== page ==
What is Paul's problem concerning speaking in unknown tongues (1 Corinthians 14)?What is Paul's problem concerning speaking in unknown tongues (1 Corinthians 14)?
It may be more accurate to ask what was the Corinthians' problem with speaking in tongues and what was Paul's admonition regarding speaking in tongues. Paul states that when speaking in tongues, the person is speaking to God--now I don't think he is inferring that this is a problem, do you? Paul delimits the value to the Church of speaking in tongues by saying that since one who speaks in tongues does "utter mysteries by the Spirit," the meaning of which are unknown to the brothers and sisters in the Church, speaking in tongues must always be accompanied by the interpretation of prophesy--or--the value of tongues to the Church is purely ornamental and not practical nor useful.
Paul further admonishes that the value to nonbelievers of speaking in tongues is even more limited since, if a nonbeliever were to enter when a congregation was collectively speaking in tongues, "will they not say that you are out of your mind?" From this we can infer that the Corinthians' problem with speaking in tongues was that they, as with other aspects of their Christian lives, were putting personal experience ahead of spiritual reality--choosing what felt good or right above what was good or right. Paul's admonition to the Corinthians was to remember the reverential, personal, worshipful nature of the gift of speaking in tongues and to use it appropriately while valuing the gift of prophesy higher for its greater value in public gatherings, both for believers and nonbelievers.
In chapter 14 of I Corinthians, Paul believed that it is better to prophesy than to speak in an unknown tongue. It stated that speaking in an unknown tongue is a prayer language to God, but it does not edify or build up the body of Christ or the church.
2For he that speaketh in an unknown tongue speaketh not unto men, but unto God: for no man understandeth him; howbeit in the spirit he speaketh mysteries.
He felt that those who spoke in an unknown tongue did not help the church. He felt that those who spoke in an unknown tongue should prophesy or translate in order to edify and build up the church people. He said that it is greater to prophesy because everyone will understand what was spoken:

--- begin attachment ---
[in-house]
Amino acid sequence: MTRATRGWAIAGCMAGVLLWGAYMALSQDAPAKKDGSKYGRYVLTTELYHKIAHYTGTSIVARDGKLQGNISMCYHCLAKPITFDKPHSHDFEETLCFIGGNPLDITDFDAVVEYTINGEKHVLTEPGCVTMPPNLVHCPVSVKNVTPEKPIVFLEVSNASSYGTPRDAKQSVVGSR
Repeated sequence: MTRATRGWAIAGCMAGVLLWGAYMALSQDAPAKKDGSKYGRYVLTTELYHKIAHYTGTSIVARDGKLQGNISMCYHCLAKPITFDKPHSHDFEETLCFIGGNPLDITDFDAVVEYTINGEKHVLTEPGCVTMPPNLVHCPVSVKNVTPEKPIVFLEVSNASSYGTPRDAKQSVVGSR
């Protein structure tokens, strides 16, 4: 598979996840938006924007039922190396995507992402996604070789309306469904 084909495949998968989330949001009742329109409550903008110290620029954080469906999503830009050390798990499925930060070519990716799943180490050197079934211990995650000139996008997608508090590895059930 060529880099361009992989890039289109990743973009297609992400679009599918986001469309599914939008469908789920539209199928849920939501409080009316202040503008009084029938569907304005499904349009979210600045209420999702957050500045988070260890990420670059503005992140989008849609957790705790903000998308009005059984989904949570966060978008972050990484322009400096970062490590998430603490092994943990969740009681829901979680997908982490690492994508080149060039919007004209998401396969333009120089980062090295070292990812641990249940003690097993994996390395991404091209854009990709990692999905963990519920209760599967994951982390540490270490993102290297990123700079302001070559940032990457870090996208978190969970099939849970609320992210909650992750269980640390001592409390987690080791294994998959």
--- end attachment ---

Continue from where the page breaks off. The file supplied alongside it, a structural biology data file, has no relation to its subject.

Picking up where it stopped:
5I would that ye all spake with tongues but rather that ye prophesied: for greater is he that prophesieth than he that speaketh with tongues, except he interpret, that the church may receive edifying.
The problem that Paul had was the fact that some were speaking in tongues and not interpreting for the edifying or building up of the church. He felt it would cause confusion and that there would be no purpose:
6Now, brethren, if I come unto you speaking with tongues, what shall I profit you, except I shall speak to you either by revelation, or by knowledge, or by prophesying, or by doctrine?
Paul desired that there be clarity when speaking in tongues.
At the beginning of I Corinthians 14, Paul states in several different ways that speaking in tongues is primarily a self-pleasing act. In verse 2, Paul describes speaking in an unknown tongue as speaking to God but not to man. While this in not a negative act, Paul would rather humans be focused on "edifying" (building up/helping) one another than building up themselves in front of others.
Similarly, in verses 9 and 11, Paul stresses that if someone speaks in an unknown tongue, the listener cannot be helped because he does not have a clue what the speaker is saying. Paul essentially questions the purpose then of the speaker using an unknown tongue. Verse 11 goes on to say that the practice not only does not help the non-comprehending listener but that it also hurts him because he questions his intelligence and even worse--his spirituality.
Paul points towards the way that the gift of tongues was actually causing dissent and problems within the church rather than being used to unify Christians and glorify God. It is vitally important to remember that the two chapters that talk about spiritual gifts and how they should be used and administered properly in a church setting (1 Corinthians 12 and 14) are separated by one of the most famous passages in the Bible: 1 Corinthians 13, that talks about the true nature of love. The meaning is obvious: Paul is concerned that spiritual gifts, including the gift of tongues, were not being used in love and to build up the church.
According to Paul, the problem with speaking in tongues is that it does not do anything for the church as a whole. It does not help anyone other than the person who is doing it.
To Paul, the point of prophecy and speaking out is to help other people. It is to help them understand more about God and about what God wants from them. Regular prophecy does this, he says, but speaking in tongues does not. Paul seems to be saying that speaking in tongues is a self-indulgent act that is meant more to make themselves look good rather than to help others.